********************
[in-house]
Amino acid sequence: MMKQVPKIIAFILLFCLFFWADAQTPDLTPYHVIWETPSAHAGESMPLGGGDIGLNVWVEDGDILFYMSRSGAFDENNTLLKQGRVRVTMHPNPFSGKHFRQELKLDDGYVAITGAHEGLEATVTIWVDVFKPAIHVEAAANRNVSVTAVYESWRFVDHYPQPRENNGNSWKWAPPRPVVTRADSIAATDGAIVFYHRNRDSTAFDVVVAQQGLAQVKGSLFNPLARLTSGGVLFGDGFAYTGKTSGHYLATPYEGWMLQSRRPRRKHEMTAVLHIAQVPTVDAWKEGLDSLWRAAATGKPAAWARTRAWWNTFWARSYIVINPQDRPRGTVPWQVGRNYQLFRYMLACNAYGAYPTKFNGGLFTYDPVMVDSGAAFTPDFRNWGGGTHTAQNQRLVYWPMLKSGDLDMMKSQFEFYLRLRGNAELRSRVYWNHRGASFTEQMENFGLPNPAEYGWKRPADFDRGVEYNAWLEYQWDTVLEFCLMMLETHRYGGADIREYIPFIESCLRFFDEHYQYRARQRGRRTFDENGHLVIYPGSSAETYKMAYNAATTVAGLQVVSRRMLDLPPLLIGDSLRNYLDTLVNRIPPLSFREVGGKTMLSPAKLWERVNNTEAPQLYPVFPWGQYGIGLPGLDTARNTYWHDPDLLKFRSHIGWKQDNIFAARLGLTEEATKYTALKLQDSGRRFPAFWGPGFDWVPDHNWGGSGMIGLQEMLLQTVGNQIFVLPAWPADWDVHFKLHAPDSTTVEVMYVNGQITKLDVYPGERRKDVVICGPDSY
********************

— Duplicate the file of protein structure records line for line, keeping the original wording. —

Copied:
[in-house]
Amino acid sequence: MMKQVPKIIAFILLFCLFFWADAQTPDLTPYHVIWETPSAHAGESMPLGGGDIGLNVWVEDGDILFYMSRSGAFDENNTLLKQGRVRVTMHPNPFSGKHFRQELKLDDGYVAITGAHEGLEATVTIWVDVFKPAIHVEAAANRNVSVTAVYESWRFVDHYPQPRENNGNSWKWAPPRPVVTRADSIAATDGAIVFYHRNRDSTAFDVVVAQQGLAQVKGSLFNPLARLTSGGVLFGDGFAYTGKTSGHYLATPYEGWMLQSRRPRRKHEMTAVLHIAQVPTVDAWKEGLDSLWRAAATGKPAAWARTRAWWNTFWARSYIVINPQDRPRGTVPWQVGRNYQLFRYMLACNAYGAYPTKFNGGLFTYDPVMVDSGAAFTPDFRNWGGGTHTAQNQRLVYWPMLKSGDLDMMKSQFEFYLRLRGNAELRSRVYWNHRGASFTEQMENFGLPNPAEYGWKRPADFDRGVEYNAWLEYQWDTVLEFCLMMLETHRYGGADIREYIPFIESCLRFFDEHYQYRARQRGRRTFDENGHLVIYPGSSAETYKMAYNAATTVAGLQVVSRRMLDLPPLLIGDSLRNYLDTLVNRIPPLSFREVGGKTMLSPAKLWERVNNTEAPQLYPVFPWGQYGIGLPGLDTARNTYWHDPDLLKFRSHIGWKQDNIFAARLGLTEEATKYTALKLQDSGRRFPAFWGPGFDWVPDHNWGGSGMIGLQEMLLQTVGNQIFVLPAWPADWDVHFKLHAPDSTTVEVMYVNGQITKLDVYPGERRKDVVICGPDSY